53. What I had to offer was mostly what Dave said – he used a really excellent example. If the virus becomes part of our lives for a long time (years; some virus episodes were decades)… I’d explore what adding the virus does: how would each character respond – e.g., mask or no mask? How does adding reality add to the book?

  54. I am about to write the second draft for a novel that HAS to be set in 2020. My first thought was to include the virus but have my county isolate themselves, so they can somewhat ignore the rules; the characters need to meet and interact. What I am now planning to do is have those interactions prior to lockdown. Then, with the occasional naughty meet up, I believe I can keep the plot going till lockdown easing. I feel this passive documenting of the pandemic will actually add something to my novel.

  55. I can imagine that a novel including the pandemic realistically could be a teaching tool re: rights and responsibilities, cause and effect, and compassion and concern for others. It would not need to be “preachy” but in telling the story of the characters these things could be presented in an interesting and even entertaining way. Just a thought.

  56. No será una respuesta. Es una Toma de Razón. Primera vez que leo, entretenido y curioso, cosas de la vida de estudio y trabajo de Steven Spatz. Cuando uno repasa este tipo de publicación, es precisamente, “pública”. Y allí se inicia, instintivamente, con algún afán competitivo y sólo para practicar algún deporte en esta cuarentena, la comparación aparece por naturaleza: “¿Y yo. Cómo y dónde estoy?” Y conociendo a Steven por este tipo de comunicaciones, se conformaría, por ahora solamente, con alguna reacción. Y la breve, verdadera, natural, concreta y actual podría ser ésta, la mía: no practico la ficción como producto de venta. Todo lo que he enfrentado literariamente en mis superadas cuatro décadas de márketing y publicidad entre Rosario, Buenos Aires, Santiago, Nueva York y Chicago ha sido superar mis dificultades entre creativas y administrativas, con, sorpréndase, Su Majestad… el Dibujo. Después de esta confesión, apuesto doble contra sencillo, que nadie va a acertar. Termino como lo hizo Steven, “… si tiene curiosidad sobre el Huracán Bobby…”. Gracias y saludos.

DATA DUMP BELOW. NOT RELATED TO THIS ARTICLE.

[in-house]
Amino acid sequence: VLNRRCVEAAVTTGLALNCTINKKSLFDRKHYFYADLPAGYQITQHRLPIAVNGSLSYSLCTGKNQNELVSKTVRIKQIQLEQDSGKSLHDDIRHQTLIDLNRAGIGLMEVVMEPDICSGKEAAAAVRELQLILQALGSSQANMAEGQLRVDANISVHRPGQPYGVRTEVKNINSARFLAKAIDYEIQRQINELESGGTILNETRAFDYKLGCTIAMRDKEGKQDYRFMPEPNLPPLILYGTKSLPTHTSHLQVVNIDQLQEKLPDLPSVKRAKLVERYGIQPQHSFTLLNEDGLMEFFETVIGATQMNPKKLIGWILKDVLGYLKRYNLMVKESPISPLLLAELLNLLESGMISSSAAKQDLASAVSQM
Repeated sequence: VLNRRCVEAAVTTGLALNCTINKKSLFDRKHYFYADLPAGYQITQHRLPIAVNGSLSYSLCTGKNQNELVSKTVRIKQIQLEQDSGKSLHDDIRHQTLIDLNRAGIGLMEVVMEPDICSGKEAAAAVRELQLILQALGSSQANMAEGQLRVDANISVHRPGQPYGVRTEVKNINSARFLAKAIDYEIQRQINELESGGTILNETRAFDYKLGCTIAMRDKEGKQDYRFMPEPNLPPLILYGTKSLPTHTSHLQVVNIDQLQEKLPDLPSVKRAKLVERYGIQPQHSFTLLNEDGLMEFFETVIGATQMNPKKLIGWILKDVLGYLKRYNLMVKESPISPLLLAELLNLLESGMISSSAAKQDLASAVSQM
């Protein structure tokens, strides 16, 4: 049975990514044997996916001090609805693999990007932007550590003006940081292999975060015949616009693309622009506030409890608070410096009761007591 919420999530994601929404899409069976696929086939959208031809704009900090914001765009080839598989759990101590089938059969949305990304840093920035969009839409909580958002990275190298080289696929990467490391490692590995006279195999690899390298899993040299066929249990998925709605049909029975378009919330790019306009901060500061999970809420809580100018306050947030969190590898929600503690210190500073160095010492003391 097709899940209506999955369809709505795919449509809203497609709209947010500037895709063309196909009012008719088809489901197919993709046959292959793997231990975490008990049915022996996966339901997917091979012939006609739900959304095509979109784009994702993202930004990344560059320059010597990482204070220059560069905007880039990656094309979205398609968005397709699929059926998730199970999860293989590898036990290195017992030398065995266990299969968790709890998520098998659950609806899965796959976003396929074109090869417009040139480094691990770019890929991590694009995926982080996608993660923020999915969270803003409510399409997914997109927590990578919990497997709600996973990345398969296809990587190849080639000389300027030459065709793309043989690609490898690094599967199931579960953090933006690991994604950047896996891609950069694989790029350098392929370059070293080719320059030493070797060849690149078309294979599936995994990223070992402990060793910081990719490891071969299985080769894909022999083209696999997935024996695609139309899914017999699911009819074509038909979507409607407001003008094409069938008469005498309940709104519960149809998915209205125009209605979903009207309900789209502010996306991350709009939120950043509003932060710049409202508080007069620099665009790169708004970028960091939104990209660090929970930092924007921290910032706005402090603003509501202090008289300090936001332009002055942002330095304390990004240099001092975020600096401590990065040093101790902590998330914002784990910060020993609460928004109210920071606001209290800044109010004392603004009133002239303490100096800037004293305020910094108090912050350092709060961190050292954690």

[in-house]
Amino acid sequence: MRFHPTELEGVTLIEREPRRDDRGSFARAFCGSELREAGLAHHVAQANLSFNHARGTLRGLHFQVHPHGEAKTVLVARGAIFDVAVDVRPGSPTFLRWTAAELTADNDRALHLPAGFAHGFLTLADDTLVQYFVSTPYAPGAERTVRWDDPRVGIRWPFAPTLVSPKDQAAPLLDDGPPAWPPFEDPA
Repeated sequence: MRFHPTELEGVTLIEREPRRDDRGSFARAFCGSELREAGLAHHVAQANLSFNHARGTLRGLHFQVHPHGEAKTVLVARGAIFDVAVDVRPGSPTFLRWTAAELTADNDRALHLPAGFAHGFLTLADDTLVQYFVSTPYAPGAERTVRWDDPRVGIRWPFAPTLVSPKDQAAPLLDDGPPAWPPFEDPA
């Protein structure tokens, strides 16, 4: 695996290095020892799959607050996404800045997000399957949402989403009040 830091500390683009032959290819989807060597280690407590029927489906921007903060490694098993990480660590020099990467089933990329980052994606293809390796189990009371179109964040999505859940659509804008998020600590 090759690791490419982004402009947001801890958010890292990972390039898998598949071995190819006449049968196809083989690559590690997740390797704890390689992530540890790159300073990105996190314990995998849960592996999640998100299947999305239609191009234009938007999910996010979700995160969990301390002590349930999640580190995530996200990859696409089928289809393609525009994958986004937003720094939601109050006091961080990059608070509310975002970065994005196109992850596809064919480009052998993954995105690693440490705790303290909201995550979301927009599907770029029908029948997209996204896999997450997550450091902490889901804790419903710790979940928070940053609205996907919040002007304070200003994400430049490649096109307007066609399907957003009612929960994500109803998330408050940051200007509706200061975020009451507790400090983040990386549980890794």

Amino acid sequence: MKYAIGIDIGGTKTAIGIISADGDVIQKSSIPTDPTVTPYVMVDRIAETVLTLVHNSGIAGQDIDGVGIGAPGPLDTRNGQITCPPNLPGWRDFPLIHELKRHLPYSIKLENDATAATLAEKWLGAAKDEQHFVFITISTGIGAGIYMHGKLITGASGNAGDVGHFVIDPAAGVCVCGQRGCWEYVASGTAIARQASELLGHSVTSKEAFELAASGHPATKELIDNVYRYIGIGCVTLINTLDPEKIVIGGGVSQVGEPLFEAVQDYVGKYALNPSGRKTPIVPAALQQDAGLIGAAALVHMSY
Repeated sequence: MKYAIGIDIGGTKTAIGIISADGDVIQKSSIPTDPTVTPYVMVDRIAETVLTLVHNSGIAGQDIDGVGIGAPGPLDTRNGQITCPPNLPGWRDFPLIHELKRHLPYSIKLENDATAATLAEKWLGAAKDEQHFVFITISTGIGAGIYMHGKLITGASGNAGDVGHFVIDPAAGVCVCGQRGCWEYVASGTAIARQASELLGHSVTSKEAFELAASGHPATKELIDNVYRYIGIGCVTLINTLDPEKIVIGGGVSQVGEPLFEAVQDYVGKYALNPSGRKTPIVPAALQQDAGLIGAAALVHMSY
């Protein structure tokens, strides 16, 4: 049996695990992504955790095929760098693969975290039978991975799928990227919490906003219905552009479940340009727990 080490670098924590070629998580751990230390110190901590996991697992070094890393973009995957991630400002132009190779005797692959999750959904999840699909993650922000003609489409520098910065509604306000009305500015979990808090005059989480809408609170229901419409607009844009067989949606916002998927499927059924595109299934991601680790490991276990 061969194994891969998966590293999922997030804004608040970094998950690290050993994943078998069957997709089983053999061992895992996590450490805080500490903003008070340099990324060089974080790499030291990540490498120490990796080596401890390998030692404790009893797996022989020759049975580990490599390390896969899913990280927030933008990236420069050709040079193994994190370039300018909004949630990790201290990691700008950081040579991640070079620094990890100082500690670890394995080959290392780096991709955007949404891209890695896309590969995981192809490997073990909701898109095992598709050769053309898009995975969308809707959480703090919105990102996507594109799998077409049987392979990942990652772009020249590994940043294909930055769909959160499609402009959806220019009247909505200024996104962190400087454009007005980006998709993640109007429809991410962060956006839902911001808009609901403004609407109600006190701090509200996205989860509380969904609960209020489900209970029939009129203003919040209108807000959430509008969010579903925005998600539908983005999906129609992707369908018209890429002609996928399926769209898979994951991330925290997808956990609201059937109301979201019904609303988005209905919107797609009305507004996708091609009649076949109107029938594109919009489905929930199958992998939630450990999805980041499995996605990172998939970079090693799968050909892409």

57. I’m hoping that many books and stories will have integrated within them what a huge scam this has been on the people. Unfortunately, if they do get written, they won’t be novels. The collateral damage unleashed by this ‘pandemic’ provides fodder for a million storylines – the people who’ve lost their jobs, their savings, their livelihoods, the surge in suicide, despair, alcoholism and the spike in domestic abuse. A veritable smorgasbord of items is there for writers to reference in their stories. The intertwining lives, storylines and criminality of the rich and famous who have profited mightily from this can provide material for legions of authors. Ex·po·sés on the criminally complicit media could keep authors writing and researching for decades to come. Authors SHOULD be writing about this, but will they? Probably not if they want to get published. Grow some stones fellow writers!

  58. It’s a hard call, I guess. Can the story stand without reference to the pandemic? A lot of people read novels in order to get away for a while from their day to day life and its worries. If novels were not a form of escapism (or many of them) I wonder if sci-fi and fantasy novels would be as popular as they are. Having said that, there are also a lot of stories that deal with things like wide-spread out-of-control disease too. So I suppose, from a reader’s perspective, I guess it depends on whether I want to sink deeply into a world in the throes of a pandemic, or whether I am looking to escape it for a time.

  59. Great question. I try not to be specific as far as year as much as possible. I’m currently working on a series. Series has progressed from original characters to their children. I didn’t want to wait twenty years to write these after kids grew up. I’m continuing to be non-specific. I have one book at copy editor which features a basketball player. It would be very difficult to change this story to reflect shut down of NBA due to coronavirus. I’m working on next book. At this point I’m not planning on including coronavirus in book, but who knows what will happen as story develops.